Warm and friendly, permissive parents are lots of fun to have around and typically grant unlimited access everything fun. But how friendly is too friendly? Get to know the pros and cons of permissive parenting when it comes to raising kids.

By Christin Perry
December 06, 2019

Do you avoid saying "no" to your kids at all costs? Do you avoid disciplining them because you long to maintain your BFF status? Do you have a tendency to stand back and let your kids decide how they'd like to experience life?

If so, you're probably practicing permissive parenting.

What is Permissive Parenting?

Permissive parenting is one of the three major parenting types as defined by Diana Baumrind in her 1960s groundbreaking study. It's characterized by a lack of structure, consistency and limits when it comes to discipline, and very little interference on the parents' behalf. Most parents who practice permissive parenting tend to be kind and loving toward their kids, which is great!

But over time, the lack of boundaries and limits can have unintended consequences. "Rules and respect are intimately connected; one cannot exist without the other," says Jeff Nalin, an award-winning licensed clinical psychologist and founder of Paradigm Treatment Centers. "Parents who fail to implement certain restrictions also fail to teach their children to respect themselves and others, which can negatively impact the way they interact with teachers, peers, and authoritative figures."

Permissive Parent Traits

  • Give few and/or inconsistent rules
  • Prefer to be a friend to their child, rather than an authority figure
  • Consider their child's opinion in large decisions
  • Emphasize freedom over responsibilities
  • Allow for natural rather than imposed consequences
  • Aren't overly concerned about safety, seeing risky situations as learning opportunities

Pros of Permissive Parenting

When it comes to permissive parenting, it's not all bad news! In recent years, this parenting style has seen a resurgence in popularity thanks to "free-range" parenting, a philosophy that closely mirrors permissive parenting. Tenets of free-range parenting include natural consequences, learned independence and resourcefulness. And though not identical, these similar styles of parenting, when implemented thoughtfully and on the right type of child, can have positive outcomes.

While it may not be the most popular parenting style out there, some pros of permissive parenting do exist. Nalin highlights a few below:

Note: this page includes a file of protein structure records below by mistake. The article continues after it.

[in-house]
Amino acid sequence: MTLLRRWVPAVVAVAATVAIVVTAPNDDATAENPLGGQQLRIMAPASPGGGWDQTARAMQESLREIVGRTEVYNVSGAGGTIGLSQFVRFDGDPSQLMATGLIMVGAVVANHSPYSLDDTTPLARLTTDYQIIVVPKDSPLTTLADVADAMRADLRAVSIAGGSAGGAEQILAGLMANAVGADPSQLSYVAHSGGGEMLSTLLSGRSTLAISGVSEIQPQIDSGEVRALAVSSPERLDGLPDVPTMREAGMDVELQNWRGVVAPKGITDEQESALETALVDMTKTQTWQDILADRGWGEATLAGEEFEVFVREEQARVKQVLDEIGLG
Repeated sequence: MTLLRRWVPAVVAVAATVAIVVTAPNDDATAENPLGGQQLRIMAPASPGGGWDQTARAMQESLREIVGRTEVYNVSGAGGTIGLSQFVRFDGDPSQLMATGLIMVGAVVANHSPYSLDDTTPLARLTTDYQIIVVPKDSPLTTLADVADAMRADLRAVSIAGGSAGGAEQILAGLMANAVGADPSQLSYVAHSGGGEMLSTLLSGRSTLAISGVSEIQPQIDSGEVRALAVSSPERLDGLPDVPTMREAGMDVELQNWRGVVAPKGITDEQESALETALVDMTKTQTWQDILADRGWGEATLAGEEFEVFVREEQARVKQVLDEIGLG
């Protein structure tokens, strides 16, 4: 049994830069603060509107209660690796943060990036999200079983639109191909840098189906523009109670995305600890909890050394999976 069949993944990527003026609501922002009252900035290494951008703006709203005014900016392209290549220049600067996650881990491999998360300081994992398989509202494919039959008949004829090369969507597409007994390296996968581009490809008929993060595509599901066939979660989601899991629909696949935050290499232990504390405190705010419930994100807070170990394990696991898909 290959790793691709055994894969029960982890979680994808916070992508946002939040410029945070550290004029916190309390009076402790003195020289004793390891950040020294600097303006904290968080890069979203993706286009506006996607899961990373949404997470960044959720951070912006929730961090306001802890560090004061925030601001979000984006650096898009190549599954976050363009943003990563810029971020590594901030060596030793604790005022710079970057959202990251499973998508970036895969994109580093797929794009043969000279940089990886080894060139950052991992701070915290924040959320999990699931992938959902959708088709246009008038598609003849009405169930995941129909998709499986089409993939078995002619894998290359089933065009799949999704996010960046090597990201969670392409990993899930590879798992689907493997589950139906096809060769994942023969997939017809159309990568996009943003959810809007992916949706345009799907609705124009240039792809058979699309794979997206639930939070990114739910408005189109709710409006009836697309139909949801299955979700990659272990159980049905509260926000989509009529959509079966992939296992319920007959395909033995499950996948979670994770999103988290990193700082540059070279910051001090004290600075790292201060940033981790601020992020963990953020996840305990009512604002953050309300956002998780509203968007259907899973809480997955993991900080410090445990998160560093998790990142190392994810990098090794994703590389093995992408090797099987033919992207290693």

• Self-assurance. When children are encouraged to express themselves freely, they will become more confident and willing to try new things, regardless of the consequences. Unconditional love is the key to raising a child who values him or herself.
  • Exploration. Permissive parenting allows children to have more freedom, thus inspiring them to undertake new adventures with a greater sense of confidence.
  • Creativity. When there are fewer limits, children can experiment with all sorts of passions and hobbies. Children who grow up in a less rigid environment have an easier time tapping into their innate creativity.

Cons of Permissive Parenting

Despite this, there are some downsides to be aware of before you try to get all buddy-buddy with your kiddo. While that may seem counterintuitive (don't kids want to be able to do whatever they please?), know that rules and boundaries help kids to feel comfortable and secure, no matter how much they might push back at times.

"Without a set of precise boundaries, children have no real sense of what is right or wrong. As a result, they will often test the waters to gauge how their parents will react, sometimes seeking attention from them," says Nalin. This attention-seeking behavior can be the catalyst for several other negative consequences of permissive parenting, especially at its extremes. Nalin shares these cons of permissive parenting:

  • Risk-prone temperament. Without proper boundaries, children are left to fend for themselves and may approach certain situations without fear or trepidation, which can increase their chances of engaging in risky behavior such as substance abuse.
  • Behavioral inhibition. Some studies have demonstrated that children who are raised by permissive parents are more prone to anxiety and depression. In many cases, these children are taught to keep their problems to themselves, which causes them to withdraw.
  • Rebellion. Children who are permitted to "rule themselves" believe they can apply this type of behavior outside of the home, leading to a challenging and rebellious attitude toward others.
Illustration by Caitlin-Marie Miner Ong

Examples of Permissive Parenting

Based on what we've outlined above about permissive parenting, here are a few scenarios that demonstrate how permissive parents might handle everyday situations.

  • Screen time: Children of permissive parents may enjoy unlimited access to screens instead of having daily or weekly limits placed.
  • Play dates: Rather than having a hard and fast rule about no play dates unless the childrens' rooms are clean, permissive parents might enforce the rule on some days but not others.
  • Food and treats: Permissive parents are most likely to keep their kitchen "open at all times," allowing their kids to eat whatever and whenever they'd like.
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